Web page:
Tableau 2019.2 was released on Tuesday 21st May 2019 and comes with some very nice features. In this article, we are going to spend the next 10 minutes to look into the new MakePoint and MakeLine functions. I actually created a technique for creating an Arc Map in Tableau, and we are going to replicate this new awesome functionality.


Load the following data into Tableau Desktop / Public.

From,From (Latitude),From (Longitude),To,To (Latitude),To (Longitude)
London,51.507351,-0.127758,Czech Republic,49.817493,15.472962
London,51.507351,-0.127758,United States,37.09024,-95.712891

I am based in London and the following is a list of Countries that I have visited; I was actually surprised that the number is so low but I have been to multiple cities in each country. I am also adding South America and Africa to my to-do list.

Calculated Fields

We are going to start by creating the following Calculated Fields:

From Point

MAKEPOINT([From (Latitude)],[From (Longitude)])

To Point

MAKEPOINT([To (Latitude)],[To (Longitude)])

Note: The MAKEPOINT function takes in a Latitude and Longitude and create an object that represents a geographic point.


MAKELINE([From Point], [To Point])

Note: The MAKELINE function returns a line from two points.


We are now going to test our point Calculated Field; double-click on the To Point and you should see the following:

There are two points to note:

  • Longitude (generated) and Latitude (generated) are added to the Columns and Rows.
  • The COLLECT function is automatically added; the COLLECT function is an aggregate calculation that combines the values in the argument field; this argument must be a Geometry type.

If you have Longitude and Latitude in your data set, you can use the MAKEPOINT to convert this into a single combined object for usage in your data visualisations.


We are now going to update our data visualisation by dragging Line and dropping it on top of COLLECT(To Point) on the Details Mark, we want to replace this. You should now see the following:

We now have a line connecting the To Point and From Point using the MAKELINE function, and we plotted this onto a data visualisation.


To finish off this quick feature review, we are going to have a little fun and combine the two versions above into a single data visualisation.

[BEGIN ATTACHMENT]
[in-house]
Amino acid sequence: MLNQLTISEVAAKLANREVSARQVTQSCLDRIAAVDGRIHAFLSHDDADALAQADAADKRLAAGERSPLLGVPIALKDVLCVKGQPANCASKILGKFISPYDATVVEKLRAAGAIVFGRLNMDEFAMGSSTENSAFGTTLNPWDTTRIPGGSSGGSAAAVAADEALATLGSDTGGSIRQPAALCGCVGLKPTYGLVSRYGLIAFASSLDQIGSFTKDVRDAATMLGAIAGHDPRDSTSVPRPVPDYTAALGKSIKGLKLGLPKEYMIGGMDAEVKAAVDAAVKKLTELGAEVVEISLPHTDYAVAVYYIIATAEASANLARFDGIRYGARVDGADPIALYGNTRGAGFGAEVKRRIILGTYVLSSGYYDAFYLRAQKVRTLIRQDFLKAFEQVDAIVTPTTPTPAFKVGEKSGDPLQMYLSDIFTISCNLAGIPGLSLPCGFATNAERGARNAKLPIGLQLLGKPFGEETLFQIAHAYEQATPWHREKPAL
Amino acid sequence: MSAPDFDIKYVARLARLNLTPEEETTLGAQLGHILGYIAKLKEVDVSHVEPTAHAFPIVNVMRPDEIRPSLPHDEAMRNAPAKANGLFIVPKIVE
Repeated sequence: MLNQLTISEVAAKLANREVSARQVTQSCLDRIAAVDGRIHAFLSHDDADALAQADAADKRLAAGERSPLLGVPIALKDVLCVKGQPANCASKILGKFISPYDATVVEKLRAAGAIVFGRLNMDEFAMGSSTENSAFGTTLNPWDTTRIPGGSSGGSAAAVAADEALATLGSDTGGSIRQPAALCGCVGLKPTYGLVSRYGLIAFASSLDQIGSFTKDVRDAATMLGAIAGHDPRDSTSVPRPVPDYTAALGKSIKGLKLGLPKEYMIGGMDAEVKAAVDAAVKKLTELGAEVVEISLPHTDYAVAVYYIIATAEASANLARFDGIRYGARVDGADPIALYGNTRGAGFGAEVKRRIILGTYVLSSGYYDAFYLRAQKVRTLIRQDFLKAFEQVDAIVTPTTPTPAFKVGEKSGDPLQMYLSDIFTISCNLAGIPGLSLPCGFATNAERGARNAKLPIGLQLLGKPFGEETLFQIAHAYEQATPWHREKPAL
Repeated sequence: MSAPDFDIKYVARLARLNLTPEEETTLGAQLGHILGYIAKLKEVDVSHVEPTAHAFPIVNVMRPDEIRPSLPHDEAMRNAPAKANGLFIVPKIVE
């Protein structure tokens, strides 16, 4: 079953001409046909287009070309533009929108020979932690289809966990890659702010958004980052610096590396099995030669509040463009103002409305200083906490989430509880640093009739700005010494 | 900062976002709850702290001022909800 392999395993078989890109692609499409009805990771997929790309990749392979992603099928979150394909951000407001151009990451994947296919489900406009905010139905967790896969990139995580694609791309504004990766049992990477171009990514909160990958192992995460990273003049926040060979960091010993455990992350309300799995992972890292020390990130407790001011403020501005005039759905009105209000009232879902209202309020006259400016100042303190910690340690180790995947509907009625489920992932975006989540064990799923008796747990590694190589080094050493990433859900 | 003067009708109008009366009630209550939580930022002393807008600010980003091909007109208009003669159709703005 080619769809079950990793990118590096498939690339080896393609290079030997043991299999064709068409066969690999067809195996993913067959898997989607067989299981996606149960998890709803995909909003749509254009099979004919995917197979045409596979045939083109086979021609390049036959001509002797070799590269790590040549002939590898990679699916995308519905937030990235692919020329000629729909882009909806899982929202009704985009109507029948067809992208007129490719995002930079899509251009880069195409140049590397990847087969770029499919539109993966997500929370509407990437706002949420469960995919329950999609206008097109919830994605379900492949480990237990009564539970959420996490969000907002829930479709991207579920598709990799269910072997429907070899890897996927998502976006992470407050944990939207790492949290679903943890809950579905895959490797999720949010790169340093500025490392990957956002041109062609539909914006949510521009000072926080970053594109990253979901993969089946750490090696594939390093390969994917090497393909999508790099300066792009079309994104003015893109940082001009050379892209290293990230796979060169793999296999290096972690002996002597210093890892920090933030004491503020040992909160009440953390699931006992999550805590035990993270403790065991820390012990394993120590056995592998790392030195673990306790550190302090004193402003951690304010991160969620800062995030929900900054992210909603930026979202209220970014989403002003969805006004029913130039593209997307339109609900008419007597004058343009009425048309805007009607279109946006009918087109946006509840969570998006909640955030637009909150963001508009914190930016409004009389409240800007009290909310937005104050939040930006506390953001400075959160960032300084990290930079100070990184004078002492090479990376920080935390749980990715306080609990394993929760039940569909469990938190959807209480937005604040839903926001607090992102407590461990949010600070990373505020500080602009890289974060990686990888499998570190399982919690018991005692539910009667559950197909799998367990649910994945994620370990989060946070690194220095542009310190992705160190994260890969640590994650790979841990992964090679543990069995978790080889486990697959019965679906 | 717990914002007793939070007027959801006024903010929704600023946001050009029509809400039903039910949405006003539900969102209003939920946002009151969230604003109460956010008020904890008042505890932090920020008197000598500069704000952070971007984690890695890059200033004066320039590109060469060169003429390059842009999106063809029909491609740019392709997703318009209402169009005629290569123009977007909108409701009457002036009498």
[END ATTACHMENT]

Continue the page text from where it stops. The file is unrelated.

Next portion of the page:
• Keep your finger of Ctrl (or Command for iOS) and drag Longitude (generated) to the right to create a copy.
  • Click on the Longitude (generated) to show the Marks Panel.
    • Drag To Point from the Data Pane and drop this on top of COLLECT(Line) to replace it.
  • Right-click on the Longitude (generated) on the right and select Dual Axis.

You should now have the following:

and boom, we are done, I hope you had fun learning about this feature and you can read more about this on the Tableau Official Online help:

Note: Tableau will be making improvements to the Spatial functions in 2019.3 and I cannot wait to see what they come up with.


I hope you all enjoyed this article as much as I enjoyed writing it. Do let me know if you experienced any issues recreating this Visualisation, and as always, please leave a comment below or reach out to me on Twitter @Tableau_Magic.


  1. I found your blog while searching for the updates, I am happy to be here. Very useful content and also easily understandable providing.. Believe me I did wrote an post about tutorials for beginners with reference of your blog.

  2. Hi Toan, love your blog! Do you know if there is a way to create a radius filter to only show points within a set amount of miles using the MAKELINE and MAKEPOINT functions?

  3. hi Toan,
    very nice Viz. Since MAKELINE accepts only to and from coordinates, is there a way to visualize a path with different stops? for example London to Australia via either Istambul, Dubai or any other middle point?

    • Hi Joe,
      Yes, you would have to have a series of steps, each with their own start and endpoints. London to Australia, Australia to Brazil, Brazil to London for example.
      Kind Regards,

  4. hi Toan,
    Thanks for that.
    How would you then use the MAKELINE function? or is there any other function that accepts start, stop1, stop2,…, end?

  5. Hi Toan,

    Thanks for the map.. This was very useful for my project and implemented it successfully.. There is one more requirement from my client here.. I have multiple source points and multiple destination points.. When I click on any source point, I’m able to show destination points with some icons, but i was not able to show any point on source.. if i keep source point, destination point goes away.. is there a way where i can show both source and destination points when i click on any source point.. Any help would be appreciated!!..

  6. Any idea how you could display To and From points? It doesn’t look like the Collect function works with both in the Mark.

  7. Hi Toan;

    Nice article. However I have another problem : I have data set with airports code (origin and destination) and I told Tableau that (designated the two columns as ‘geographic Role’). They could be displayed in the world map when I double-clicked on them. However when I try to use MAKELINE([origin], [destination]) to display the routes , Tableau told me that the two vars are stings. I think since Tableau could display their locations on the map it should have the latitude and longtitude as parameters stored in them. Anyway to use MAKELINE diectly with such airports ?

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